“Punk” is one of those epithets you don’t hear much anymore. But turning on my Facebook feed this morning, there it was, bizarrely embedded in a meme attached to a photo of Stephen Hawking: “If you’re going to boycott Israel, please remove the Intel chip that allows you to speak, punk!”

“Too clever by half,” was what my fellow Haaretz blogger Chemi Shalev termed these calls of hypocrisy. Another fellow Haaretz blogger, Carlos Strenger, has called out Hawking for what he sees as a double standard and to which Ami Kaufman, over at +972, has issued a witty rejoinder.

I admit that I am no stranger to the type of hypocrisy these memes are trying to spotlight.

A few days into my freshman year at university across the country, I found myself exploring downtown Montreal in search of the perfect poster for my dorm room. In the days before eBay and Amazon and the George Lucas prequels and now the franchise sale to Disney, discovering a vintage-style Star Wars poster in a dusty head shop on St. Catherine Street was a prized moment. But I soon stopped short. There at the back of the store hung a large, swastika flag. Alone in the shop, I approached the clerk and expressed my outrage. And then, weighing my next steps, I paid for my poster and left.

I still recall my reasoning. Why must I add insult (foregoing my treasured find) to injury (being angered by the sight of the vile flag)? Still, I realized even then that my reasoning was more opportunistic than principled.

Moments of hypocrisy may tell us something about a person, but they say nothing about the issue at hand. Leaving aside the obvious fact that the right to communicate far surpasses the right to bedroom decor, I gave in to my short-term desires, and the trafficking in racism and anti-Semitism lives on. Stephen Hawking boycotts the conference while availing himself of Israeli technology, and the occupation continues apace.

So once the indignant Hawking-hypocrisy memes have made their rounds, here are four follow-on points to consider.

1. When encountering injustice, what is a person’s duty? In canceling his appearance at the President’s Conference, Hawking made a calculated and principled decision. As Noam Sheizaf wrote over at +972, “The occupation – which will celebrate 46 years next month – is obviously an Israeli project, to which all elements of society contribute and from which almost all benefit.” For Hawking, the principle of calling foul against this increasingly entrenched status quo won out over whatever desire he may have felt to be a gracious guest, and whatever desire he may have harbored to be feted by an appreciative audience. What he didn’t do was lob missiles or throw stones.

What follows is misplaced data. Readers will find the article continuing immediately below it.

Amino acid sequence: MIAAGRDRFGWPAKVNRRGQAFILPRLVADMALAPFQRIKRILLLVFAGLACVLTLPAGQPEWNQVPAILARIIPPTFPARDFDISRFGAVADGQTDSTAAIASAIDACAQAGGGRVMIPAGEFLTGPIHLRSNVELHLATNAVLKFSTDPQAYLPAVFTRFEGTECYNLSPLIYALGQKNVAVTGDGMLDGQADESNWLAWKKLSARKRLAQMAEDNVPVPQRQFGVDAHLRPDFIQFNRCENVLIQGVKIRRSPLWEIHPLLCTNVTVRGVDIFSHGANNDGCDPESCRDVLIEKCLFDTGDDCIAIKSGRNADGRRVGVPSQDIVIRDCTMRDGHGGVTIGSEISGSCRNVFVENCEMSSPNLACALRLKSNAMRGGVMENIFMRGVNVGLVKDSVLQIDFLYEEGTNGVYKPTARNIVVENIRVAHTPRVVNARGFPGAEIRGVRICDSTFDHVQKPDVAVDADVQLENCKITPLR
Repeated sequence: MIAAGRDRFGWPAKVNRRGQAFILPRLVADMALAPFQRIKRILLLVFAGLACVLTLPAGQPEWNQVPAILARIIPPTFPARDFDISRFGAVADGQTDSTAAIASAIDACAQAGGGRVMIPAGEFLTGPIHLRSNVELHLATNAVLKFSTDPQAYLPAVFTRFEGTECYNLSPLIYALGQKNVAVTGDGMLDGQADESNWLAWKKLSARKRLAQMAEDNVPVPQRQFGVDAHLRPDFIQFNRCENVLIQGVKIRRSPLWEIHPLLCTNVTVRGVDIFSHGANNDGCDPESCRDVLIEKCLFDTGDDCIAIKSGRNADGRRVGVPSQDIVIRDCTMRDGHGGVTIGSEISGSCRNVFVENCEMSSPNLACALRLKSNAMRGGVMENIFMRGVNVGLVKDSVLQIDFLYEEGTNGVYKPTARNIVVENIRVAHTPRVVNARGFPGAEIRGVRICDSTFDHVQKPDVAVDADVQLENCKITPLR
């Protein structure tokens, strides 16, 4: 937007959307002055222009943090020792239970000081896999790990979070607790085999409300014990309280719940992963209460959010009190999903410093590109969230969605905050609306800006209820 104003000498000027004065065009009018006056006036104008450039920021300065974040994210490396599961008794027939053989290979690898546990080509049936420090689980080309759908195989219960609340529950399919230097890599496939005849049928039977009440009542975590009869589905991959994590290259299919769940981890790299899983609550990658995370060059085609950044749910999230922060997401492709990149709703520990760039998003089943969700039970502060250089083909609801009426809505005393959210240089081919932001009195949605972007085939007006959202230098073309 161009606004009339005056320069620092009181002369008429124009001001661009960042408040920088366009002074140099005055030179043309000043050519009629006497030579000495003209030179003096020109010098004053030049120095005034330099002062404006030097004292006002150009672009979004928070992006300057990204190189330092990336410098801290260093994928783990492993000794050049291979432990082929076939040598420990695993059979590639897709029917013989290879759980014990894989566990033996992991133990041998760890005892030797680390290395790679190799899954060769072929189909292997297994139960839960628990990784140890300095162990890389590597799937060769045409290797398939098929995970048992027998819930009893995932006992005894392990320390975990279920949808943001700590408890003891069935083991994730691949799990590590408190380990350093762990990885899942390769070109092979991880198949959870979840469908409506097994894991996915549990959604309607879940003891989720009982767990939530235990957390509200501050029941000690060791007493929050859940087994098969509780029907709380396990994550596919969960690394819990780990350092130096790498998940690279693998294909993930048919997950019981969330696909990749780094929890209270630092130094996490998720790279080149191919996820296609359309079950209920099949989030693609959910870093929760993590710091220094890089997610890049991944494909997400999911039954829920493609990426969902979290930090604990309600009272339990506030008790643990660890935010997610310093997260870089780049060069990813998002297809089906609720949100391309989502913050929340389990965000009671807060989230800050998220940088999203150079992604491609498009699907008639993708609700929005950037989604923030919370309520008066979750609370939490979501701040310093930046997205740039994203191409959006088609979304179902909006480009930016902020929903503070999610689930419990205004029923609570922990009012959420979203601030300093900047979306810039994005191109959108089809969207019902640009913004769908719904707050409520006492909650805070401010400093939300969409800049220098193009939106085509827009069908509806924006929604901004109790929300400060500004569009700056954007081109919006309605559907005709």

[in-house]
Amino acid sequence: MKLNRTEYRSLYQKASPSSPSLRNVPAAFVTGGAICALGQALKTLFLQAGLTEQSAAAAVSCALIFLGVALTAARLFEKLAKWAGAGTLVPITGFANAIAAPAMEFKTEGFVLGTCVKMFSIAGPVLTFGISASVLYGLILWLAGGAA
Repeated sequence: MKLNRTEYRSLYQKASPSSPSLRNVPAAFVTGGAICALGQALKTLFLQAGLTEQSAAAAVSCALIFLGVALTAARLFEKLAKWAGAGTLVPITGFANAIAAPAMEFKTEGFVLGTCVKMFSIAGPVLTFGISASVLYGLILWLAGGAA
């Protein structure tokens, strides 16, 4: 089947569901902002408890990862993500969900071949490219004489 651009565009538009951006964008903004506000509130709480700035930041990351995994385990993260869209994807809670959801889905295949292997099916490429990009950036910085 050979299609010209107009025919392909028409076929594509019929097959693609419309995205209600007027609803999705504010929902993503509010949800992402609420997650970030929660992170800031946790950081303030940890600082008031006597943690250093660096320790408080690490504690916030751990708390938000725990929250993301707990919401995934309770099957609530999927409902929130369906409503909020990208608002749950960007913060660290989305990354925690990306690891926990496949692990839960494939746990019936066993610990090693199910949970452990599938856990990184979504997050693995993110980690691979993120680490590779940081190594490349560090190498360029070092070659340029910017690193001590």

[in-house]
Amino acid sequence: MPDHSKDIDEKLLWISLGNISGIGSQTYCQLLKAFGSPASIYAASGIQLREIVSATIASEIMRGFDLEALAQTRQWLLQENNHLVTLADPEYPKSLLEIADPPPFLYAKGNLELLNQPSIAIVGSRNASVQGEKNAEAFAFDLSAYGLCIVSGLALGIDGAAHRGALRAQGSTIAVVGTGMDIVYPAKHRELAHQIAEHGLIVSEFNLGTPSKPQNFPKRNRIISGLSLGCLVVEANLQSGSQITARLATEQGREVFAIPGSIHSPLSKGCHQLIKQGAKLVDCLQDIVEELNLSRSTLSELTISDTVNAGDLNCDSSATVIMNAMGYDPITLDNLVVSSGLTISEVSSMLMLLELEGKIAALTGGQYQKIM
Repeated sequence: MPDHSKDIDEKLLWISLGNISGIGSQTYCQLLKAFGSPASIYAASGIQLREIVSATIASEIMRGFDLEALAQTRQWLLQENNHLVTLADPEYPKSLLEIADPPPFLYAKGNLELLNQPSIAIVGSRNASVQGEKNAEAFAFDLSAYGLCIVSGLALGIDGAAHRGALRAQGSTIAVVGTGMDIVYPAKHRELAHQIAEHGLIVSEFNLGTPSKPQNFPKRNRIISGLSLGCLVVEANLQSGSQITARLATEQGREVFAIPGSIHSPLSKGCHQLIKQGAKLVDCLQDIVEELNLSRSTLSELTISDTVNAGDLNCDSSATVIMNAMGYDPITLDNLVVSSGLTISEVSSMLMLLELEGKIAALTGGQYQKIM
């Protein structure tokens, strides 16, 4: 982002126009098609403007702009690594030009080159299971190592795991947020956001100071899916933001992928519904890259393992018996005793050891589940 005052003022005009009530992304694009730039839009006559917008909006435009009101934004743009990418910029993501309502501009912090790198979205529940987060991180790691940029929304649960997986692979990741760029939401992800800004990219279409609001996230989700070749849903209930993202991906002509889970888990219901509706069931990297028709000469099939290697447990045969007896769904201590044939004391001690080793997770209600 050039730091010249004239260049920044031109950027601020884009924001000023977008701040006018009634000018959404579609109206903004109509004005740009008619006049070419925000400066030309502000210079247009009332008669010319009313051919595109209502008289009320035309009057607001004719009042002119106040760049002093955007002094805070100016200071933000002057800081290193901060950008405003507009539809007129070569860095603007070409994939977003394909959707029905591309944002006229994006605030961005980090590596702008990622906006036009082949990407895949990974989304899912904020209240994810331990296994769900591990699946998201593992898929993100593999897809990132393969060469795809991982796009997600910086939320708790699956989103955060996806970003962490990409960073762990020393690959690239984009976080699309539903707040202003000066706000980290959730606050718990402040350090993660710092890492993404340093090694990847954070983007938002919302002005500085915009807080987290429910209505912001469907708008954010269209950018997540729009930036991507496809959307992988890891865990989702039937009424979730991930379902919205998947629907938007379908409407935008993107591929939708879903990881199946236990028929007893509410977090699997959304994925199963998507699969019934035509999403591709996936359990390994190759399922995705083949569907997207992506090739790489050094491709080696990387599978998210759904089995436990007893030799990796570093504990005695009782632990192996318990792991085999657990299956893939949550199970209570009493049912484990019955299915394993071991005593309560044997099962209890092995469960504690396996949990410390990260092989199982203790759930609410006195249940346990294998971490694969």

2. I have gone on record as stating my absolute rejection of academic boycotts. But I’m not sure that the state-sponsored, photo-op-filled gathering that is the President’s Conference fits this category. Does it have the makings of the kind of unfettered, free exchange of ideas that are the hallmarks of the academic enterprise?

3. As a Diaspora Jew, I oppose a blanket boycott of Israel. I can no sooner contemplate boycotting Israel as I can my own country. But I have supported calls for boycotting West Bank products. As Andrew Silow-Carroll blogged in response to the Hawking boycott, and as I have argued, the broad-based boycott, divestment and sanctions movement points to a one-state solution where Israel no longer exists. Only a selective boycott -- the kind advocated by Peace Now, by many academics and artists in Israel, and by American Jewish commentators like Peter Beinart -- points to a two-state solution where Israel can live alongside a nascent state of Palestine. It’s not clear which outcome Hawking is intending to endorse by his actions. But at least it gets our voices and keyboards pointing away from the status quo closer and towards a new, reimagined reality.

4. If you are contemptuous of Hawking’s decision to boycott, what alternative to ending the occupation are you proposing? Or do you agree that living under the military occupation of a foreign government, as West Bank Palestinians do, is an acceptable, just, ethical, moral, tenable, sustainable (name your term) way to live? Speaking of punk, maybe we all need a bit more of it, a bit more railing against the status quo which seems to have no end in sight. Maybe we all need a bit more Sex Pistols -- those darlings of punk rock, who lamented, “Here we go again.”